Analysis of Nitrogen-Injection Projects to Develop Screening Guides and Offshore Design Criteria
- J.P. Clancy (Niject Services Co.) | R.E. Gilchrist (Consultant) | L.H.K. Cheng (Union Carbide Corp.) | D.R. Bywater (Ingersoll-Rand Enhanced Recovery Co.)
- Document ID
- Society of Petroleum Engineers
- Journal of Petroleum Technology
- Publication Date
- June 1985
- Document Type
- Journal Paper
- 1,097 - 1,104
- 1985. Society of Petroleum Engineers
- 4.5 Offshore Facilities and Subsea Systems, 5.4.2 Gas Injection Methods, 5.4.1 Waterflooding, 4.1.6 Compressors, Engines and Turbines, 4.1.5 Processing Equipment, 5.3.2 Multiphase Flow, 5.1.1 Exploration, Development, Structural Geology, 4.5.2 Platform Design, 5.2.1 Phase Behavior and PVT Measurements, 5.1.2 Faults and Fracture Characterisation, 4.6 Natural Gas, 4.1.4 Gas Processing, 4.2.3 Materials and Corrosion, 5.4.7 Chemical Flooding Methods (e.g., Polymer, Solvent, Nitrogen, Immiscible CO2, Surfactant, Vapex), 5.8.7 Carbonate Reservoir, 5.2 Reservoir Fluid Dynamics, 2.4.3 Sand/Solids Control, 4.1.2 Separation and Treating, 4.1.9 Tanks and storage systems, 4.3.4 Scale, 4.2 Pipelines, Flowlines and Risers
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Analysis of Nitrogen-Injection Projects to Develop Screening Guides Projects to Develop Screening Guides and Offshore Design Criteria
In 1982 more than 500 million cu ft/D [ 14 x 10-6 M3 /d] of nitrogen was injected into oil or gas reservoirs. To date, 30 fields have used nitrogen for enhanced oil or gas recovery (EOR/EGR),
In this paper, 29 nitrogen EOR/EGR projects are listed. Some pertinent reservoir, rock, and fluid data, as well as historical information and injection rates, are given for each field.
On the basis of the literature and the analysis of these 29 fields, five applications of nitrogen are indicated: immiscible displacement, miscible displacement, gravity drainage enhancement, pressure maintenance, and as a driving fluid for a miscible slug. No single nitrogen application, however, is mutually exclusive in any field; two or more mechanisms (applications) may be involved, For each application, a specific field was chosen as an example and more detail was provided. A screening guide has been developed for each application. Most of the 29 fields fall within these guidelines for the respective nitrogen applications.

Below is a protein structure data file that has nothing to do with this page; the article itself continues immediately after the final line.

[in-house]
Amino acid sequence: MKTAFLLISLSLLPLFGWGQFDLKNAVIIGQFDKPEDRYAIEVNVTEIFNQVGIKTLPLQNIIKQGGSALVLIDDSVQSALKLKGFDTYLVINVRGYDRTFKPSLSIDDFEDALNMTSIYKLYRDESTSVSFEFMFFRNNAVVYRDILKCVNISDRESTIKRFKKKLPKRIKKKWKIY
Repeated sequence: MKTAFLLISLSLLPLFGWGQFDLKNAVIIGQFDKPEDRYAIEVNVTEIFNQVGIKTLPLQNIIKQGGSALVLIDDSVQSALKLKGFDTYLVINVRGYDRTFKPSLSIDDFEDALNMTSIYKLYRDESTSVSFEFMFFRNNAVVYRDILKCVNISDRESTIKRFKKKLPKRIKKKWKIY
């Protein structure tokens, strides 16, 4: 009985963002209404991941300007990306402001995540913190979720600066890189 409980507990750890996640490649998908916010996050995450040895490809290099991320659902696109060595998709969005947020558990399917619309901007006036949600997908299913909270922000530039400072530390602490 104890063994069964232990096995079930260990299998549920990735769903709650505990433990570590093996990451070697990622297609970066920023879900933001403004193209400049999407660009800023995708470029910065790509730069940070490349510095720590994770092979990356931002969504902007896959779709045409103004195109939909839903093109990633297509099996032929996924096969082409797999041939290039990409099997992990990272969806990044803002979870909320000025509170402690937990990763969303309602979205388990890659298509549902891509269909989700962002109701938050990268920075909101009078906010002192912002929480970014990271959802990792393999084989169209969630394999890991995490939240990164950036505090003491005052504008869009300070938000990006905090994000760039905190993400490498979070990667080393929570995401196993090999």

As nitrogen EOR/EGR technology matures in onshore projects, operators will attempt to transfer this technology projects, operators will attempt to transfer this technology to offshore fields. To date, three barge-mounted nitrogen plants have been used in near-shore fields. Air plants have been used in near-shore fields. Air separation plants can be installed on platforms to supply nitrogen. Some offshore nitrogen supply parameters are presented and discussed. presented and discussed. Introduction
Primary production and secondary recovery methods Primary production and secondary recovery methods (waterflooding or reinjection of produced natural gas) on the average produce less than one-third the original oil in place (OOIP). Enhanced recovery techniques (such as thermal, chemical, or gas injection) can be used to recover additional hydrocarbons.
The literature is replete with information on thermal, chemical, and CO2 miscible displacement. Several publications, including the Natl. Petroleum Council publications, including the Natl. Petroleum Council (NPC), contain screening guides for most enhanced recovery processes. However, these screening guides and their respective reports are generally silent with respect to two processes, nonhydrocarbon immiscible displacement and nitrogen miscible displacement, both of which are considered by the U.S. DOE as EOR techniques ' 2 In the U.S. and Canada more than 500 million cu ft/D 14 x 10-6 m3/d] of nitrogen is being injected into reservoirs to enhance the recovery of oil or gas, In reviewing the literature, several facts are apparent: (1) more than 30 fields have used nitrogen for EOR; (2) no comprehensive list of the various nitrogen projects is available, and (3) no screening guides for nitrogen are available or have been proposed.
A comprehensive list of nitrogen-EOR projects and screening guides should be helpful to field operators who are considering enhanced recovery projects.
For the most part, EOR has been limited to onshore fields. As the state of the art of EOR processes develops and as our offshore fields mature, operators will be using EOR processes offshore. Platform space and supply constraints will limit the operator's EOR options. Nitrogen injection, however, may not be as technically and economically constrained as other EOR options.
Gas Injection-Historical Perceptions. Before 1970, natural gas (rich or lean) was the primary choice of operators for gas injection (miscible or immiscible). In the 1960's and 1970's, operators began seeking nonhydrocarbon sources of gas because natural gas was unavailable in some geographic areas or natural gas was becoming too expensive for reinjection. CO2 and nitrogen started to emerge as substitutes for natural gas.
In the 1960's and early 1970's, operators seeking additional volumes of gas generated inert gas (mostly nitrogen, but containing some CO2 and other combustion products) by burning natural gas in boilers or internal combustion engines; processing the flue gas or engine exhaust gas, respectively, to remove water, heat, and undesirable combustion byproducts; and compressing the resultant processed gas using steam-driven compressors or the internal combustion engine. A more detailed description of these processes is contained in Refs. 3 and 4.
In the mid- 1970's, operators sought a source of nitrogen that had no corrosion potential, had high reliability, and had economy of scale potential. In 1977 the first air separation plant appeared in the oil fields.
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